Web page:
New Guidelines for Assessing Lymphoma Treatment

Armen Hareyan's picture
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Lymphoma Treatment

An international team of cancer specialists and imaging experts, including Bruce Cheson, professor of medicine, head of hematology, and director of hematology research at Georgetown's Lombardi Comprehensive Cancer Center, has developed standardized guidelines for assessing how lymphomas respond to treatment. The guidelines will provide clinicians worldwide with consistent criteria to compare and interpret clinical trials of lymphoma treatments and should facilitate the development of new therapies. The recommendations appear in the Jan. 22 online issue of the Journal of Clinical Oncology.

"These revised guidelines will improve our ability to evaluate new treatments, to compare various treatments, and to provide a way for regulatory agencies, such as the FDA, to better evaluate new drugs," said Cheson. "The overall goal is to improve therapies for patients with lymphoma, which will lead to better outcomes."

The IHP recommendations aim to standardize the parameters used in clinical trials for lymphoma and incorporate the new technologies. In addition, the revised guidelines cover all lymphomas.

Cheson co-chaired the International Harmonization Project (IHP), a group of experts in the management of lymphomas who worked together to develop new guidelines for treatment. The IHP built upon existing guidelines for treatment response assessment of non-Hodgkin's lymphoma published in 1999 by Cheson and his colleagues. Although these guidelines have been widely adopted by clinicians and regulatory agencies and used to approve several treatments, recent advances, including increased use of positron emission tomography (PET) scans and immunohistochemistry in lymphoma response assessment, prompted the IHP to substantially revise the criteria.

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Integration of PET represents a major change in the guidelines. PET is a non-invasive imaging technique that uses radioactivity emitted from injected tracer chemicals to measure and image biological activity. The most commonly used PET radiotracer is fluorodeoxyglucose (FDG), a radiolabeled form of glucose, which is consumed more avidly by tumors than by normal tissue.

In contrast to conventional computed tomography (CT) or magnetic resonance imaging (MRI), PET is able to distinguish between viable tumor and non-cancerous scar tissue that is often left behind after successful treatment of lymphoma. Incorporation of PET imaging into response assessment means that doctors can more accurately determine the nature of any residual mass and essentially rule out persistent cancer within the mass if the scan is PET-negative. This approach will allow researchers to accurately assess how well anti-lymphoma drugs work even when there is a residual mass at the tumor site following treatment.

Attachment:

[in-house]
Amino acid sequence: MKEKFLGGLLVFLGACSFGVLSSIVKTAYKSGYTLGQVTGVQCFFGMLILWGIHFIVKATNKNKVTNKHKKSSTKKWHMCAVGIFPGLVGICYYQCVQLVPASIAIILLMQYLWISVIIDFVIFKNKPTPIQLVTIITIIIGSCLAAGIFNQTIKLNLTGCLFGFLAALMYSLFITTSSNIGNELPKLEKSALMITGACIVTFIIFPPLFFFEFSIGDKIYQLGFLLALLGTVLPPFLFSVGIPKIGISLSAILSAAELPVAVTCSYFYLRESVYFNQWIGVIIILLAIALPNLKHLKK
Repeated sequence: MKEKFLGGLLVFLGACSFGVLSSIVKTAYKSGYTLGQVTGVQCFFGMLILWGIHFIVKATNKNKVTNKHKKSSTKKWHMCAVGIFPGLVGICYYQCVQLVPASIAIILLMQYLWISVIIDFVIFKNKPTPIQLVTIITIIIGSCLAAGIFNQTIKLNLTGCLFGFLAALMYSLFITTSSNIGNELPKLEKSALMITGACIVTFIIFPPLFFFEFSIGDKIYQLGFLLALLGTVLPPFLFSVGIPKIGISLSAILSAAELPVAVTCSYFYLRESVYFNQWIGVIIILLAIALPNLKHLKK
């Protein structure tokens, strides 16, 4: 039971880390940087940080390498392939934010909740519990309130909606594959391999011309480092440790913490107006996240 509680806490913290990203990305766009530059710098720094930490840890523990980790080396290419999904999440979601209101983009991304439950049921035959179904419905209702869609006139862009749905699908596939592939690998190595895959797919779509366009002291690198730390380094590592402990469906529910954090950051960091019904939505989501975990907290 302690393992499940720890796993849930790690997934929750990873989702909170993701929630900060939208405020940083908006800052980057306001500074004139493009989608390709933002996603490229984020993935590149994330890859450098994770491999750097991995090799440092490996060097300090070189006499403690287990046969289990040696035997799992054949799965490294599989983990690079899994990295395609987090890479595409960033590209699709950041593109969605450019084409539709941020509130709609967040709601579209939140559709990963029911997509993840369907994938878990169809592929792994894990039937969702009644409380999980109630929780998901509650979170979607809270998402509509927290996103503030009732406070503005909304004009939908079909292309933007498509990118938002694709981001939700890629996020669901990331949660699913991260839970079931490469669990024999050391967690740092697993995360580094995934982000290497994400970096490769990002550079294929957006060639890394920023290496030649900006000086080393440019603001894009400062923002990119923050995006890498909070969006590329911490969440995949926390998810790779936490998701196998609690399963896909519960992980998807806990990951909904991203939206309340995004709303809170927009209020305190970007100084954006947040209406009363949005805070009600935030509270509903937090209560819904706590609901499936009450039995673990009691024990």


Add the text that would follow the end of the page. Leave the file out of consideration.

The revised guidelines cover the use of PET for assessing all types of lymphoma. For two potentially curable types of lymphoma, DLBCL and Hodgkin's disease, the guidelines recommend that PET always be used to assess post-treatment response. PET also is strongly recommended prior to treatment to determine extent of disease for these lymphomas.

For the other 30 or so other subtypes of lymphoma, most of which are less common, the guidelines offer recommendations for when PET is useful and when it is not, and if PET is used in those cases, what criteria should be fulfilled.

The guidelines also address when a scan should be performed and recommend that PET obtained for response assessment at therapy conclusion be done preferably six to eight weeks after completion of chemotherapy and eight to twelve weeks after radiation. Timing is important because inflammation, which is present in the early weeks following treatment of the tumor, can cause false positive PET scans.

The Lombardi Comprehensive Cancer Center, part of Georgetown University Medical Center and Georgetown University Hospital, seeks to improve the diagnosis, treatment, and prevention of cancer through innovative basic and clinical research, patient care, community education and outreach, and the training of cancer specialists of the future.

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